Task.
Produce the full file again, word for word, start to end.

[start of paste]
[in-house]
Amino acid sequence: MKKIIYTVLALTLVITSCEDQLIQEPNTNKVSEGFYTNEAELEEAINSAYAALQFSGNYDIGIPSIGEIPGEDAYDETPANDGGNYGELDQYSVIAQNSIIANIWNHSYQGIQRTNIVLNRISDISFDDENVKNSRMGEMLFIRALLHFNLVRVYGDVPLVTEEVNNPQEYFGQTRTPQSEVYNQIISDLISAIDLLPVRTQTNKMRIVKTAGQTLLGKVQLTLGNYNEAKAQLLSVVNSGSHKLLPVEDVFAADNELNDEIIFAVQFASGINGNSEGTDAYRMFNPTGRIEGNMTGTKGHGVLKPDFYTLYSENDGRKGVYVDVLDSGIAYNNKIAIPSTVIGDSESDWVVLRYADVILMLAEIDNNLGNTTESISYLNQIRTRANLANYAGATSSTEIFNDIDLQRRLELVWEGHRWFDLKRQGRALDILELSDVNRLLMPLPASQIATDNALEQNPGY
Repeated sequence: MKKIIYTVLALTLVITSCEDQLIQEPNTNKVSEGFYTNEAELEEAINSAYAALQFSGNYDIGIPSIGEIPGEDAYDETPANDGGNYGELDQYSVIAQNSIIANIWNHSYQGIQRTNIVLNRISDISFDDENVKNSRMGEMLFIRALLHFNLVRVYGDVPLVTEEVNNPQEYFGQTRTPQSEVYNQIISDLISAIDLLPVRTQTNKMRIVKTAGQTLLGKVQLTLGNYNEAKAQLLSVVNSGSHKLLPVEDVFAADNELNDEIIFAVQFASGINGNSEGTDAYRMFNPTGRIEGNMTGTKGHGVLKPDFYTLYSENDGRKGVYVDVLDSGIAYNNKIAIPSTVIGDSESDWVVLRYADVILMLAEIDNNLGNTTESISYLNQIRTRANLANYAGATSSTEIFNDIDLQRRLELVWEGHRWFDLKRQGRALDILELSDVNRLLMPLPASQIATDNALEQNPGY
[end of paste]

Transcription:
[in-house]
Amino acid sequence: MKKIIYTVLALTLVITSCEDQLIQEPNTNKVSEGFYTNEAELEEAINSAYAALQFSGNYDIGIPSIGEIPGEDAYDETPANDGGNYGELDQYSVIAQNSIIANIWNHSYQGIQRTNIVLNRISDISFDDENVKNSRMGEMLFIRALLHFNLVRVYGDVPLVTEEVNNPQEYFGQTRTPQSEVYNQIISDLISAIDLLPVRTQTNKMRIVKTAGQTLLGKVQLTLGNYNEAKAQLLSVVNSGSHKLLPVEDVFAADNELNDEIIFAVQFASGINGNSEGTDAYRMFNPTGRIEGNMTGTKGHGVLKPDFYTLYSENDGRKGVYVDVLDSGIAYNNKIAIPSTVIGDSESDWVVLRYADVILMLAEIDNNLGNTTESISYLNQIRTRANLANYAGATSSTEIFNDIDLQRRLELVWEGHRWFDLKRQGRALDILELSDVNRLLMPLPASQIATDNALEQNPGY
Repeated sequence: MKKIIYTVLALTLVITSCEDQLIQEPNTNKVSEGFYTNEAELEEAINSAYAALQFSGNYDIGIPSIGEIPGEDAYDETPANDGGNYGELDQYSVIAQNSIIANIWNHSYQGIQRTNIVLNRISDISFDDENVKNSRMGEMLFIRALLHFNLVRVYGDVPLVTEEVNNPQEYFGQTRTPQSEVYNQIISDLISAIDLLPVRTQTNKMRIVKTAGQTLLGKVQLTLGNYNEAKAQLLSVVNSGSHKLLPVEDVFAADNELNDEIIFAVQFASGINGNSEGTDAYRMFNPTGRIEGNMTGTKGHGVLKPDFYTLYSENDGRKGVYVDVLDSGIAYNNKIAIPSTVIGDSESDWVVLRYADVILMLAEIDNNLGNTTESISYLNQIRTRANLANYAGATSSTEIFNDIDLQRRLELVWEGHRWFDLKRQGRALDILELSDVNRLLMPLPASQIATDNALEQNPGY